Homeschool ‘bridge’ program works to keep funding

Indiana legislators have given a green light – for now — to a school that helps parents use state education dollars to buy Hulu subscriptions, museum memberships and American Girl dolls.

The school, Tech Trep Academy, operates through an arrangement with Cloverdale Community Schools. The state considers it a virtual or online school, but in fact it’s part of a growing trend of “bridge” programs that combine the freedom of homeschooling with public funding.

It opened in 2020, recruiting homeschool families with a promise of $1,700 per student to spend on educational products and programs. State officials warned that was an illegal enrollment incentive, so the school switched to offering points that could be traded for goods and services.

That apparently didn’t satisfy Rep. Bob Behning, chairman of the House Education Committee. He included language in House Bill 1093 to prohibit schools and school employees from offering anything of value as an incentive for families to enroll or continue to enroll their children.

“We want parents to choose what’s in their best interest, but we don’t want them to be doing it for financial reasons,” the Indianapolis Republican told Chalkbeat Indiana.

Critics also point out that Tech Trep doesn’t seem to comply with state law requiring daily instruction by a licensed teacher. Instead, parents can design their own curriculum and provide instruction, with students submitting “learning logs” to teachers, who provide guidance as needed.

The Cloverdale school district, meanwhile, benefits financially. Under an agreement with Tech Trep, the district gets 20% of the state funding that goes to the school. Tech Trep has about 375 students, so the district could net about $375,000 for the current school year.

There’s evidence that Tech Trep and Cloverdale officials have seen the state’s ban on enrollment incentives as a threat. According to 2021 emails obtained via a records request filed by public-education advocates, they hired the Capitol Group, an Indianapolis lobbying firm, and worked with Byron Ernest, a member of the State Board of Education, to court state decision-makers.

Those efforts appear to have resulted in meetings last summer with Indiana Department of Education and Indiana House Republican Caucus staff. Also, Cloverdale schools Superintendent Greg Linton said he met in July 2021 with Senate President Pro Tem Rodric Bray, whose district includes Cloverdale.

“We had a good discussion for about an hour,” Linton reported. “He likes the program and is supportive.”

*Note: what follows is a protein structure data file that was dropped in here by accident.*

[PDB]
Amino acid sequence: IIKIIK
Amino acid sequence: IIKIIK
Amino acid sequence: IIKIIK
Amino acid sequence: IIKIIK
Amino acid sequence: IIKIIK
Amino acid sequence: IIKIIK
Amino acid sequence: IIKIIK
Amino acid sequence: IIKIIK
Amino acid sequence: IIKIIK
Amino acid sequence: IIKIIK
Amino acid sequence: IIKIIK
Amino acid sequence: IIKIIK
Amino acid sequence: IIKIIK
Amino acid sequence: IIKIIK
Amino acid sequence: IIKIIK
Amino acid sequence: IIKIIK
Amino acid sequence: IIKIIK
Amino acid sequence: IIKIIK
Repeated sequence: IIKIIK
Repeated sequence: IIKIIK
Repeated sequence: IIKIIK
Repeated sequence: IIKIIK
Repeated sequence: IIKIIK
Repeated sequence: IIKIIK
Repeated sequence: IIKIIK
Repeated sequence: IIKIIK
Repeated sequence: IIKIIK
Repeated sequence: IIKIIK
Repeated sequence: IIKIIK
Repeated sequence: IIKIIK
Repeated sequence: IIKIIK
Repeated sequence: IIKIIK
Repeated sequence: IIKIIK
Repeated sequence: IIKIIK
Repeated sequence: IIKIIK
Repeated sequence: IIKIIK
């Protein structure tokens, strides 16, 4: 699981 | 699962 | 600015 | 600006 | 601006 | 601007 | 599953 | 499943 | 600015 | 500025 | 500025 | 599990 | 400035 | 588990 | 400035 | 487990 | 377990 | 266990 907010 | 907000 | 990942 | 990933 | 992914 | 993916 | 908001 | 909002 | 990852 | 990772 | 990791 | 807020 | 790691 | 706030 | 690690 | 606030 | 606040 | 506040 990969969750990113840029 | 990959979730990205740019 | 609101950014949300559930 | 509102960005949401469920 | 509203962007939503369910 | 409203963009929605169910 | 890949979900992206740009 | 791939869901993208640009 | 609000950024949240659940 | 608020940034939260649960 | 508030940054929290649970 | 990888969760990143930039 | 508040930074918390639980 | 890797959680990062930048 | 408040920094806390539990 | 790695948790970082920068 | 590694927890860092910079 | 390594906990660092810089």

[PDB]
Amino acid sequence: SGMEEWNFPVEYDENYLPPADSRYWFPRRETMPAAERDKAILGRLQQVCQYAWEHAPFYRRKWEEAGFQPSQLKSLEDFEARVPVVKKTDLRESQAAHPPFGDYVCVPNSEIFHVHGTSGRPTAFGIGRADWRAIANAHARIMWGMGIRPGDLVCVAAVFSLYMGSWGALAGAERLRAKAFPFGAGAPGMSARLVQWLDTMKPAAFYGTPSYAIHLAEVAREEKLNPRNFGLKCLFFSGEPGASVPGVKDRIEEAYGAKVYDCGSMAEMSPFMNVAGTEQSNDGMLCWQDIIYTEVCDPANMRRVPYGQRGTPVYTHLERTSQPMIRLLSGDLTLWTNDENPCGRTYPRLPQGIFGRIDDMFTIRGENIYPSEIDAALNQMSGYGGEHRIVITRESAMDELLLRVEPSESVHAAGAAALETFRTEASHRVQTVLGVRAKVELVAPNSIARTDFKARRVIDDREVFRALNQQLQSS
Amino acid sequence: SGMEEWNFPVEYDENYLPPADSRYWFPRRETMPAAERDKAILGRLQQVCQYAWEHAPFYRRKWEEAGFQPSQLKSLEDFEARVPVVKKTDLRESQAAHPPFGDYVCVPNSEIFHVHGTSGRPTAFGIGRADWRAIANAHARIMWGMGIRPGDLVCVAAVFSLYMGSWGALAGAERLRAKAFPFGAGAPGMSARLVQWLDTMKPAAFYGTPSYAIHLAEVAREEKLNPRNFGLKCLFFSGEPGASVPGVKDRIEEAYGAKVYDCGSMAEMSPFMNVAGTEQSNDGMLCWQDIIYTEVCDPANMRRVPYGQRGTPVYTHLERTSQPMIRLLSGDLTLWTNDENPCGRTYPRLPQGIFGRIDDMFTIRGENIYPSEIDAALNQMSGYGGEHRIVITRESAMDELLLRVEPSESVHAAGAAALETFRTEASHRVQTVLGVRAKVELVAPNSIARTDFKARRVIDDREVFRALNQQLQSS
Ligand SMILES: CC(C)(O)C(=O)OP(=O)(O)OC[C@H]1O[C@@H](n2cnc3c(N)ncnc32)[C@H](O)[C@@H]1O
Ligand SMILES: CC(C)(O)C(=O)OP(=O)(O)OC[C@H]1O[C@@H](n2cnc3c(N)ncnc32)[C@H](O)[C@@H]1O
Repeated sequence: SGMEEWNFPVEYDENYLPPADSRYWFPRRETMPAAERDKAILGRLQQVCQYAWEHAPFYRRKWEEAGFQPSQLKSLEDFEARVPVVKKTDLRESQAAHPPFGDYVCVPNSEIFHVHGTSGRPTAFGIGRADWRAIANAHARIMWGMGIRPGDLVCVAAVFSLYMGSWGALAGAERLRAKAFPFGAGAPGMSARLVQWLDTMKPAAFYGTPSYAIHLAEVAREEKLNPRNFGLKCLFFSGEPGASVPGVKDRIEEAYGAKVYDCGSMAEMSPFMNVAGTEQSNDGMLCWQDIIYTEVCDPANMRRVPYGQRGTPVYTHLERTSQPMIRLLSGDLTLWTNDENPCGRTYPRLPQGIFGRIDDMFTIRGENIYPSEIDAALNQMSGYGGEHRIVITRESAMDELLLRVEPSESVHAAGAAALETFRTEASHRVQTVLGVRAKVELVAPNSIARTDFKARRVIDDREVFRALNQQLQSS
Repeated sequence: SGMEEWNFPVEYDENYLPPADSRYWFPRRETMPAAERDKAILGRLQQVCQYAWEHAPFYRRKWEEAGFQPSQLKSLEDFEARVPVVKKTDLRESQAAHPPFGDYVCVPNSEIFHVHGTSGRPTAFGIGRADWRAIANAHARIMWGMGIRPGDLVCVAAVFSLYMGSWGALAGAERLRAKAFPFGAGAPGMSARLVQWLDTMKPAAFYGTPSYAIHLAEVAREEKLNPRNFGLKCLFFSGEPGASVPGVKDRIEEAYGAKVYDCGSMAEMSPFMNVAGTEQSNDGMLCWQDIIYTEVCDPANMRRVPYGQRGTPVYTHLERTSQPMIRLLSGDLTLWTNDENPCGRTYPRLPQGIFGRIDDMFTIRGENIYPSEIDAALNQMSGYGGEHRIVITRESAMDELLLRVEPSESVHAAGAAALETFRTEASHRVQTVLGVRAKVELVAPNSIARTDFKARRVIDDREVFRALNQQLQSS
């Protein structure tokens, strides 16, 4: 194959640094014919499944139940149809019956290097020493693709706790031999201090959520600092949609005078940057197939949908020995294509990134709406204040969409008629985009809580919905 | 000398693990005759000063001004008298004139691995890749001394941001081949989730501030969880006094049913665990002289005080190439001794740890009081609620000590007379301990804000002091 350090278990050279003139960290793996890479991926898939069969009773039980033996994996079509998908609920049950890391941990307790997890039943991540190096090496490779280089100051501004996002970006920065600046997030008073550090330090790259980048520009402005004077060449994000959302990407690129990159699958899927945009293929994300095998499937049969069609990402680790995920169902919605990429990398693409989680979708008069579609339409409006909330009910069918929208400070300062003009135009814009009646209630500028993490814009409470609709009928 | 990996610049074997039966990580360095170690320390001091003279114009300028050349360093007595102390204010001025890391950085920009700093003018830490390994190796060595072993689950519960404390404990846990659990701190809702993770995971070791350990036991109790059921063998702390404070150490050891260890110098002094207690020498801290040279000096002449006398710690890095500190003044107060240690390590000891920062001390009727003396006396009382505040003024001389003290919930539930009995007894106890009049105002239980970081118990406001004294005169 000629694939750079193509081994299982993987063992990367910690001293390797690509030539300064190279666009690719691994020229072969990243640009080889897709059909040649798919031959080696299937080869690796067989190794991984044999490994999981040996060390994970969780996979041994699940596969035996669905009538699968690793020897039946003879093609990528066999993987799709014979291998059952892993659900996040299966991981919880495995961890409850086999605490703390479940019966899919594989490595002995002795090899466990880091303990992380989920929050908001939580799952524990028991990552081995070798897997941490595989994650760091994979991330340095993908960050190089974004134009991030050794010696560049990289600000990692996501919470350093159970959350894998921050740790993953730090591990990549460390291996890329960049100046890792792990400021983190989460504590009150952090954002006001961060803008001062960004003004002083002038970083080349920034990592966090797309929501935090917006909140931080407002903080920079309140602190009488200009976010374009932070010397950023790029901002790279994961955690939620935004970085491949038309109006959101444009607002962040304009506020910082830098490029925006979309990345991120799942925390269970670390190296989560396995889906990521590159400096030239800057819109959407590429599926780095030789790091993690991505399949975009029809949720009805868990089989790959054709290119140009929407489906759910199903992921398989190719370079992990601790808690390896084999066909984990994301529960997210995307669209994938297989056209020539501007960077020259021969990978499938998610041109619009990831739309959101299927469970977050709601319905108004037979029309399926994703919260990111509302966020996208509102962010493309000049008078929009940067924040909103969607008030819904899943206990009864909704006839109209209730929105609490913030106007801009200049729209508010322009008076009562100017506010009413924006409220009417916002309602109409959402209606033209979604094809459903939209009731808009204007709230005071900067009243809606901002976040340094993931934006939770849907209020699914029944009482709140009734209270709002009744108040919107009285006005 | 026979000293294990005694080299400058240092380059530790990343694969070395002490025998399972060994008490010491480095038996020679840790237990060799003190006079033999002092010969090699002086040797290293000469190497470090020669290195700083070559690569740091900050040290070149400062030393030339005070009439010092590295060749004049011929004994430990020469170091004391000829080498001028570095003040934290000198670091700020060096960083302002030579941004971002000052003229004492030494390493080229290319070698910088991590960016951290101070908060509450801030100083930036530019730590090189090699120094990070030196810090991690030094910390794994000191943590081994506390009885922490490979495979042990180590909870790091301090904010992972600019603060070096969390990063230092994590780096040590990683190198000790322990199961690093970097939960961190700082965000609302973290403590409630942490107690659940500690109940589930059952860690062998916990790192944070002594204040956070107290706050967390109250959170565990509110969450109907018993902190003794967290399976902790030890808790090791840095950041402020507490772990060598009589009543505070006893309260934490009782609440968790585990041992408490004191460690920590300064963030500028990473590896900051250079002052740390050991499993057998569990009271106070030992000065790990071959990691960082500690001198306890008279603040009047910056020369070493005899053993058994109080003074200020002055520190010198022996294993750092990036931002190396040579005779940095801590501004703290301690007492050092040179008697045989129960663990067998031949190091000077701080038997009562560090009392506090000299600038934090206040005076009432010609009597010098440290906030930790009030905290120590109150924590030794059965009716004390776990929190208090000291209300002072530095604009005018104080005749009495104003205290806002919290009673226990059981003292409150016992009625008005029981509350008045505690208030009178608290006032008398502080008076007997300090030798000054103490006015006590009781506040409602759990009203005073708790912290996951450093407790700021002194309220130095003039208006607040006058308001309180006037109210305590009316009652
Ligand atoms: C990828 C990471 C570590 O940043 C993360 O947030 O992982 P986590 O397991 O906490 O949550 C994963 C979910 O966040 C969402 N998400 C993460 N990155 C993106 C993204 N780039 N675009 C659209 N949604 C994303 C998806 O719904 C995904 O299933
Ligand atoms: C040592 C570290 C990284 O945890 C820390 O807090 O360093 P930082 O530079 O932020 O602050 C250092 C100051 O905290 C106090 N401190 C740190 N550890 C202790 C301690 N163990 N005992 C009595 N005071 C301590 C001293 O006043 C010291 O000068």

Even so, HB 1093 was filed and approved by the House. But three weeks ago, the Tech Trep Indiana assistant director posted to a private Facebook group that the school’s team had met with “important” legislators about the bill. “We felt heard today,” she wrote. “The bill amendments will be considered this Wednesday or the following Wednesday.”

In fact, that’s what happened. In a Feb. 16 meeting of Senate Education and Workforce Development Committee, Sen. Jeff Raatz, the committee chair, offered an amendment that said “curricular materials and education services” would not count as enrollment incentives. The amendment was approved with almost no discussion. Assuming the terms are defined broadly, that would get Tech Trep off the hook.

Last week, however, a pair of homeschool parents from Zionsville called attention to the legislation at a Senate Appropriations Committee meeting. Kylene and Brian Varner, the most persistnt critics of Tech Trep, gave legislators a 24-page printout of purchases that Tech Trep approved, including min-greenhouses, gym memberships, video subscriptions, Lego sets and historically themed $100 dolls.

Sen. Ryan Mishler, who chairs the Appropriations Committee, seemed surprised. “They’re basically buying students, to come to their school, to jack their enrollment up,” he said.

Kylene Varner warned that Tech Trep, a privately held company, will look to expand, and it will be joined by others who see Indiana’s choice-friendly policies as an invitation to set up novel and profitable schools. Altogether, they will divert state funding from public schools.

Recently, a woman posted to an Indiana homeschoolers’ Facebook page that she was helping launch a “charter school for home educating families” that sounded a lot like Tech Trep.

“They are the first here in the state,” Kylene Varner said of Tech Trep. “They won’t be the last.”

Here’s the problem: Indiana’s Republican legislative supermajority has embraced a philosophy that state school funding should “follow the child” regardless of where the child goes. They have created a generous voucher program that pays private-school tuition for even high-income parents. They are setting up Education Savings Accounts to pay for a third-party services for children with disabilities.

Is it any wonder that ambitious entrepreneurs like Tech Trep – and small, rural school districts like Cloverdale – see school choice in Indiana as a financial opportunity?

House Bill 1093 is on the calendar for second reading and possible amendments in the Indiana Senate today. It will be interesting to see if senators will do anything to strengthen the bill.


1 thought on “Homeschool ‘bridge’ program works to keep funding

  1. Pingback: Session could have been worse for education | School Matters

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